|Signorina Valeria at the doors to Eataly|
I introduced Valeria to one of her country's most delectable cheeses, Sottocenere, a creamy cow's milk cheese laced with black truffle and whose herbed ashen crust provides its name, "sotto cenere" meaning "under ash." Then we went on to prowl the produce section.
The fruit and veggies were all very well-lit, all very pretty, considering the barren wintry landscape outside, though a lot of it came from Florida and California (there was a smattering of Hudson Valley farms represented). I also found a satisfying variety of weird vegetables and fruit, including red watercress, finger limes, and an admirable mushroom section.
At last, we came to the main attraction, the curiosity that had summoned me to this realm called Eataly in the first place: The Vegetable Butcher.
|Someone please tell me why they are put scare quotes |
around "Vegetable Butcher." Is it all an ironic joke?
Like the Wizard of Oz, the Vegetable Butcher is a symbolic figure that goes beyond the identity of merely one person, the green mantle having been handed off to various wielders of the bloodless knife since the inauguration of the position last September. The whole concept of this in-store vegetable mascot, a hearty carver of edible plant matter there to slice, delight, instruct, and dice, sprouted to life over late-night glasses of fine wine in the back of a swanky restaurant, as New York creation myths often seem to go. Impresario Mario was chatting up conceptual artist Jennifer Rubell, niece of Studio 54's Steve but more importantly for us connoisseurs of the alimentary fringe, a conjurer of food as art and art as food. Her show Icons, which was a dinner at the Brooklyn Museum of Art's fundraising gala last year, included Fontina cheese casts of her own head suspended upside down to melt (under heat guns) onto stacked snack crackers, carrots to be plucked and munched from a seed bed in the shape of artist Vito Acconci's body, grotesquely decadent meat and vegetable spreads, and for dessert: a 20-foot-tall pinata of Andy Warhol's head, which was bashed in to release rivers of Twinkies, Ding Dongs, Yodels, Sno Balls, Suzy Q’s, and Ho Ho’s. Yum!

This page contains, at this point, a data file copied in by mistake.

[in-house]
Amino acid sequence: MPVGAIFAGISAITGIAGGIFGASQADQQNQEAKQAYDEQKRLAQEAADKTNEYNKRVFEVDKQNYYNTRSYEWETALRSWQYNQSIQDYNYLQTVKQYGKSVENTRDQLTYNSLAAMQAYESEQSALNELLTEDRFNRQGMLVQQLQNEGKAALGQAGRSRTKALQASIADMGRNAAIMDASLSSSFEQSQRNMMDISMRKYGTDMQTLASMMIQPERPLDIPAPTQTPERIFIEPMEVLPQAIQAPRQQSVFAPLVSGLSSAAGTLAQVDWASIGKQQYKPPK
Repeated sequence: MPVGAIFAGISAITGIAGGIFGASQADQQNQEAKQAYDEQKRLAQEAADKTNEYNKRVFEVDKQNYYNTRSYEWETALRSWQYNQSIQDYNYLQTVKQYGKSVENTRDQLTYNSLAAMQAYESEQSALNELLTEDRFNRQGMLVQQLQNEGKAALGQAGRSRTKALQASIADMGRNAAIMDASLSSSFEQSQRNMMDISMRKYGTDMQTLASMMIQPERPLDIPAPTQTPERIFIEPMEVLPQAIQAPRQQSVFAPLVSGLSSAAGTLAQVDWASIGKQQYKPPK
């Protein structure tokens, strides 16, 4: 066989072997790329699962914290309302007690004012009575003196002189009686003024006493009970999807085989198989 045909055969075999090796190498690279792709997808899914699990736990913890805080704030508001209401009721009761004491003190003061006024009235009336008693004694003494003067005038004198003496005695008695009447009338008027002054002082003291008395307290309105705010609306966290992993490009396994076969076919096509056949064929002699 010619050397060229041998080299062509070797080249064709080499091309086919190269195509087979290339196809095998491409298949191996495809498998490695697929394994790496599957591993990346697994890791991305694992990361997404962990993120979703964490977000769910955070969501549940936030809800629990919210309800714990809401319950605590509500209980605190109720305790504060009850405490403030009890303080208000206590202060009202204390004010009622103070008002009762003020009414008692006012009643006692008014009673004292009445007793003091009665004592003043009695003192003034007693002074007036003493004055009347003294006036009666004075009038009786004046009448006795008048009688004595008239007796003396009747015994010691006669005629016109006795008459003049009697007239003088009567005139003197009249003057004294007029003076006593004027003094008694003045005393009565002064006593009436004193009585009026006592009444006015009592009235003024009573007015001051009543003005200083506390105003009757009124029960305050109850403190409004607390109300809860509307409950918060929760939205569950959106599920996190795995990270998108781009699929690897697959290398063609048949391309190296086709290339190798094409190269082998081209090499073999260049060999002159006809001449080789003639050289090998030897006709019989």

|cheese head pre-melt...|
|What if the hors d'oeuvre were the oeuvre d'art?|
|a chipped pyramid (these & more here)|
|Jennifer Rubell with cleaver & cucuzza squash |
(source: New York Post)
“I like to expand the vegetable kingdom for people.”
“I’m just like a bartender. But the advice customers seek from me is about what to do with vegetables, and to introduce them to unfamiliar ones like cardoons and celery root.”
By the time I arrived on the scene, Rubell had already split for stranger pastures, but Valeria and I were able to spend some quality time over sliced celeriac dressed in olive oil, lemon, and salt with the gracious Milan, that day's Vegetable Butcher.
|Valeria grills the Vegetable Butcher, Milan (also her hometown)|
Responding good-naturedly to my barrage of questions as he selected a hefty celery root for his demonstration, Milan observed that baby artichokes seemed to be the most frequently butchered vagetable at his station (people not knowing how to deal with the thorns and the fuzz, it seems), followed by winter squash. "A lady once asked me to basically scalp a pumpkin for her," he said, while I gasped in shock at the barbarousness of the request, before realizing that that's what we do to all our tough-skinned Cucurbitae, though we call our actions by other names. Truly scandalous, however, was the customer that once had him mince something like forty garlic cloves (I didn't note down the exact number, but it was something ridiculous).
I tried to drag some juicy dirt from him on his job, but the most I could get was that he's bothered by the excess plastic packaging used to box up the sliced veggies and that he's against slicing up mushrooms too far in advance, thus degrading their integrity into a slimy mycological travesty. My main disappointment was that they hadn't come up with any signature vegetable butcher "cuts" with diagrams like the ones you see of cows. But perhaps we of the vegetable community can reflect more on this question and provide further ferment for innovation in vegetable preparation.
As we were talking, a woman came up to have her cauliflower dissected, and Milan sliced it to order ("How small do you want it? Florets?") while she shared with us her preference for pureed cauliflower over mashed potatoes because of its lighter texture. Then we all considered how celery root, also a bit more delicate than the potato, might add a complementary tone to the cauliflower.
Here is Milan's celeriac demonstration, in which I learned that celeriac/celery root can be eaten raw (duh, I know, but I did not know). Please do try this at home. Also, that person who sounds like a total valley girl giving useless color commentary is NOT me.